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Charitable Giving Under the New Tax Law

‘Tis the season for giving. In 2018, Americans gave an estimated $427.71 billion to U.S. charities. By donating to charity, you’re reducing your tax burden and helping the charity you’re giving to. However, under the changes to the tax law in 2019, you would need to make sure that your charitable donation is eligible for deduction. Here are a few things you need to know.

Not everything is tax deductible

Charitable giving only counts as tax deductible if it is given to a 501(c)(3) nonprofit organization, according to the IRS. Some nonprofits do not have that designation, so make sure that you do your research before donating if you are trying to reduce your taxes. The IRS has a useful tool that you can check to make sure that the organization you’re choosing qualifies as tax-exempt. 

How much you are able to deduct

In general, the IRS will allow deductions of up to 50 percent of adjusted gross income.  Certain organizations are limited to 30 percent AGI. 

In order to take the deduction, you must itemize your taxes (which means you cannot take the standard deduction) and file a schedule A in addition to your tax return. Without these, your charitable contribution will not count toward reducing your tax burden.

Cash and noncash donations

If you are donating cash or noncash items, you need to submit a written record:

  • For cash items: You will need documentation (either a bank record or written communication from the qualified organization) containing charity name, donation amount, and the date of the contribution.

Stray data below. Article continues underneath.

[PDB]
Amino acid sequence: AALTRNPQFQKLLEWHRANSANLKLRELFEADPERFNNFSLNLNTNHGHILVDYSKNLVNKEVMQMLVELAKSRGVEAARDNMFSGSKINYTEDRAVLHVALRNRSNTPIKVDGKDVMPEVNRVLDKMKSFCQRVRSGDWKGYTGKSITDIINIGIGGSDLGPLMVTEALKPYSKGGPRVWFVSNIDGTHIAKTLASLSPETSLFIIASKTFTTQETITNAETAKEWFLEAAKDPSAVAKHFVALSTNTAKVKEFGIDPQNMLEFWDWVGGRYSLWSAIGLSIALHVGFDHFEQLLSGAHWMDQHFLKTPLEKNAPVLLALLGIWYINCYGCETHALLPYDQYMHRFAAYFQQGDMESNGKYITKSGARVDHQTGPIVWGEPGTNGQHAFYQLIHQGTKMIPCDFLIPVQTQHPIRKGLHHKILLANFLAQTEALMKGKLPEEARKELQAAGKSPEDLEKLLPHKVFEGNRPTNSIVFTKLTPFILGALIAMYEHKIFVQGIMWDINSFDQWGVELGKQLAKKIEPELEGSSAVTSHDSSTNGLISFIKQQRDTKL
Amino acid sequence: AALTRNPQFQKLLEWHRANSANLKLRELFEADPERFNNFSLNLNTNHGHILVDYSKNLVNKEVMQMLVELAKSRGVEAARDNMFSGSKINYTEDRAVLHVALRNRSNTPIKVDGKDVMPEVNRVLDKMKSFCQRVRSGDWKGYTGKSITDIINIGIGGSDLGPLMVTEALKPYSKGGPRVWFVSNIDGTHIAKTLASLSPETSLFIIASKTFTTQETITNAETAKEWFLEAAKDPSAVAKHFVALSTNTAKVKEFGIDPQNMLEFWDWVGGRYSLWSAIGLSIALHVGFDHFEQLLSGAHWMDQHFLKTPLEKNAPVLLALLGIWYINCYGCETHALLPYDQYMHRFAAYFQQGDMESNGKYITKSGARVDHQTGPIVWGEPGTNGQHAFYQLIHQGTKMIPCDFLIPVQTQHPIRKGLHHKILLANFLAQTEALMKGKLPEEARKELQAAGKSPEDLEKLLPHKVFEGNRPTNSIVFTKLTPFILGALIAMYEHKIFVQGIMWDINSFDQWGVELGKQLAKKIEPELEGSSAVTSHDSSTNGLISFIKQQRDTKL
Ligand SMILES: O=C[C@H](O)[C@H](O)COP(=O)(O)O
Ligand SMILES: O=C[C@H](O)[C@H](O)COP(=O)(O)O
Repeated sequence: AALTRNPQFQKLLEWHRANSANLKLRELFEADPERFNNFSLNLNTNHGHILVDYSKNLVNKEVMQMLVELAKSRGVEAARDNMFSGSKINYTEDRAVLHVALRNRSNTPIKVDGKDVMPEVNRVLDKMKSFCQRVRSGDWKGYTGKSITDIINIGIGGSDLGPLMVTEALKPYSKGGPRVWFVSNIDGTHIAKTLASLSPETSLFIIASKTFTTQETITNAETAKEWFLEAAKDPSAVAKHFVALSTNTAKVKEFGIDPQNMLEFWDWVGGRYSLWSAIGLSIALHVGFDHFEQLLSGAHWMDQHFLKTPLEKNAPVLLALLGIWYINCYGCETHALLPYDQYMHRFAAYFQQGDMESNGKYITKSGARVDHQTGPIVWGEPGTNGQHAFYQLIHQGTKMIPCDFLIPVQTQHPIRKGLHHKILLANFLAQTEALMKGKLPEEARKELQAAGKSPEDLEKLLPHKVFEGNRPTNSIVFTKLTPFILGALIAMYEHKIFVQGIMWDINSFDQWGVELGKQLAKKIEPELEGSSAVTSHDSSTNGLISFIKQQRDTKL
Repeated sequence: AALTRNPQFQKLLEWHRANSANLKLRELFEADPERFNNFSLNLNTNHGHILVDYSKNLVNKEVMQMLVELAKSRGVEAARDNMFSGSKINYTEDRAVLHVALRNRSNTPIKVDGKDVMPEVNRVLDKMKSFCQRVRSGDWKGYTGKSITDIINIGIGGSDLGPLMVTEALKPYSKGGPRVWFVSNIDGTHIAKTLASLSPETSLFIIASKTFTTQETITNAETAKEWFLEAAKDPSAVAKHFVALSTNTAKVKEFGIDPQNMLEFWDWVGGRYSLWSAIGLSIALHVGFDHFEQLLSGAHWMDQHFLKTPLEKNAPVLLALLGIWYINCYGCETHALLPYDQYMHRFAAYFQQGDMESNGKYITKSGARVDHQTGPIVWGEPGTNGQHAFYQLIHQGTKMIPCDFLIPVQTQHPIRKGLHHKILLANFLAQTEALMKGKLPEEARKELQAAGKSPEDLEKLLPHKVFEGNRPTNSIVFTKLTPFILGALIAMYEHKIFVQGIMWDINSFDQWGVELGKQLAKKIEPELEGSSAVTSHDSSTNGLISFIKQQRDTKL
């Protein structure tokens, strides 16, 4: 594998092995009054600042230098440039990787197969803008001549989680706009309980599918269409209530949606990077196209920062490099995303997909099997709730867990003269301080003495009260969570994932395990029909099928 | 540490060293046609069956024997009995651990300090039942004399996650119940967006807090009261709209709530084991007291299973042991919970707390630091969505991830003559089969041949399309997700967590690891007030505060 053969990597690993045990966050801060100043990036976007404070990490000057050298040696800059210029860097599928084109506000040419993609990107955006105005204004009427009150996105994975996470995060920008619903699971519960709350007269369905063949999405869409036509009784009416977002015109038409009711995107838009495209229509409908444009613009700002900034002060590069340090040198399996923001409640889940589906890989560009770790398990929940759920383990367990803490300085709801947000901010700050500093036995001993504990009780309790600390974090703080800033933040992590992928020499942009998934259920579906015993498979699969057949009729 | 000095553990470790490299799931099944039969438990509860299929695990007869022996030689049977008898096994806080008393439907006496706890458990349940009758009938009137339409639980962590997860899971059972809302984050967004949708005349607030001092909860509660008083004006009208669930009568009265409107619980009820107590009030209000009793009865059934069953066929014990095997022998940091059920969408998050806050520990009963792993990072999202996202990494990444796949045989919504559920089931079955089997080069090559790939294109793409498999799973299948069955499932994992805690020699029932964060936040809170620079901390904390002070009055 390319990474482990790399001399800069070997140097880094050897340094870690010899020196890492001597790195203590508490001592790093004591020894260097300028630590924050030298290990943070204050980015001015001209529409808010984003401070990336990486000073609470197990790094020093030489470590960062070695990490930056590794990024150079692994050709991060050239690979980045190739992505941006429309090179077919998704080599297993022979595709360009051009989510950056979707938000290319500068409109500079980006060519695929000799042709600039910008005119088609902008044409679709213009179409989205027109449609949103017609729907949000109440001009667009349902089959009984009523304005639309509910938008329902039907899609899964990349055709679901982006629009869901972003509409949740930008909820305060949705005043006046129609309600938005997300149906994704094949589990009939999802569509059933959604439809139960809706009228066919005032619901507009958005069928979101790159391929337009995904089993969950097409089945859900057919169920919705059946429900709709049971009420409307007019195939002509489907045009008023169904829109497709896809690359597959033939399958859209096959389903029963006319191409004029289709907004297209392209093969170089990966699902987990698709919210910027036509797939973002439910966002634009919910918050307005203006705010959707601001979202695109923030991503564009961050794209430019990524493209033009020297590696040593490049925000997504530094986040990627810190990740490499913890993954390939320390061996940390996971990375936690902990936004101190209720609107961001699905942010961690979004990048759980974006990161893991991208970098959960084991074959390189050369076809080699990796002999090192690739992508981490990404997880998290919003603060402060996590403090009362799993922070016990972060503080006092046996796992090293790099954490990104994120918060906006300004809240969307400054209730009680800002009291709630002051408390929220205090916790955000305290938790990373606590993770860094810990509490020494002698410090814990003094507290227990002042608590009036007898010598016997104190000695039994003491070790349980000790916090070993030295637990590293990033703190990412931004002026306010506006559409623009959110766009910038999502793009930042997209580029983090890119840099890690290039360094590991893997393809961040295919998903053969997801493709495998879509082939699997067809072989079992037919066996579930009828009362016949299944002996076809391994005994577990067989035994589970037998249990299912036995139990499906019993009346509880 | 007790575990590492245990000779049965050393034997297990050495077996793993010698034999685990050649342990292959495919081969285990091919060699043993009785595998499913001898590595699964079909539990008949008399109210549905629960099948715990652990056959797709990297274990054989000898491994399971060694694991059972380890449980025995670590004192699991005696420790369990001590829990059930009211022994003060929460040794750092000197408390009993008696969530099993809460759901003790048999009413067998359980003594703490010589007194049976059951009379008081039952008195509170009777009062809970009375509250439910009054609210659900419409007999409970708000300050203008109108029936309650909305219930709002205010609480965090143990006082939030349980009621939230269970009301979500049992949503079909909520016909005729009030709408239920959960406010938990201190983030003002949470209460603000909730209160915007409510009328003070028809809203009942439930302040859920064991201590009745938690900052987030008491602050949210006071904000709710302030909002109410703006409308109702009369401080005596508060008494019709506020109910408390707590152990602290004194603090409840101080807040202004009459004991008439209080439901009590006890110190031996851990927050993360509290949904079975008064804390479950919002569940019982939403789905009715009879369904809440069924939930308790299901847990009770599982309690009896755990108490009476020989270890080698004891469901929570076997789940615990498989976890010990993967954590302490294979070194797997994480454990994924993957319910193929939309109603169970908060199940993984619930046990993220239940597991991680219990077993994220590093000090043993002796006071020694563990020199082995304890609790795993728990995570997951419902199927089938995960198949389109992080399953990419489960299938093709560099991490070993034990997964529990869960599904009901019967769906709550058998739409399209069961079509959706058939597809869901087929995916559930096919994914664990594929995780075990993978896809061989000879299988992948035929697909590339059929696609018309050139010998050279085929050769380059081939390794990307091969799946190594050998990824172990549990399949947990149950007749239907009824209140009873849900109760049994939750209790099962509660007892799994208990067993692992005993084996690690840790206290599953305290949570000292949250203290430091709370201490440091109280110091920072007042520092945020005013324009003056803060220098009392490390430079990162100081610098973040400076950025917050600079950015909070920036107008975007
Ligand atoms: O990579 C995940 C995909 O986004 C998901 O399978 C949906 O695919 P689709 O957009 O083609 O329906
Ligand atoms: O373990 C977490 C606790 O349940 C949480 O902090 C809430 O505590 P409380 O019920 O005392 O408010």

• For any contribution of $250 or more, in addition to the documentation above, you must disclose whether the organization provided any goods or services in exchange for the gift. If they did, you are responsible for providing a description and a good faith estimate of the value of those goods or services. 
  • For noncash items: If any noncash items are $500 or more, you must fill out Form 8283.

Expenses related to volunteering

If you have expenses related to volunteer work, such as driving a vehicle in service of a charitable organization, you can document those as well. Make sure you keep your receipts.

Charitable giving under the new tax law

If you have any questions about charitable donations for the 2019 tax year, contact your financial advisor at Chatterton and Associates

Sincerely,

The Team at Chatterton & Associates

Investing involves risk including the potential loss of principal. No investment strategy can guarantee a profit or protect against loss. Past performance is no guarantee of future results. Please note that individual situations can vary. Therefore, the information presented here should only be relied upon when coordinated with individual professional advice.

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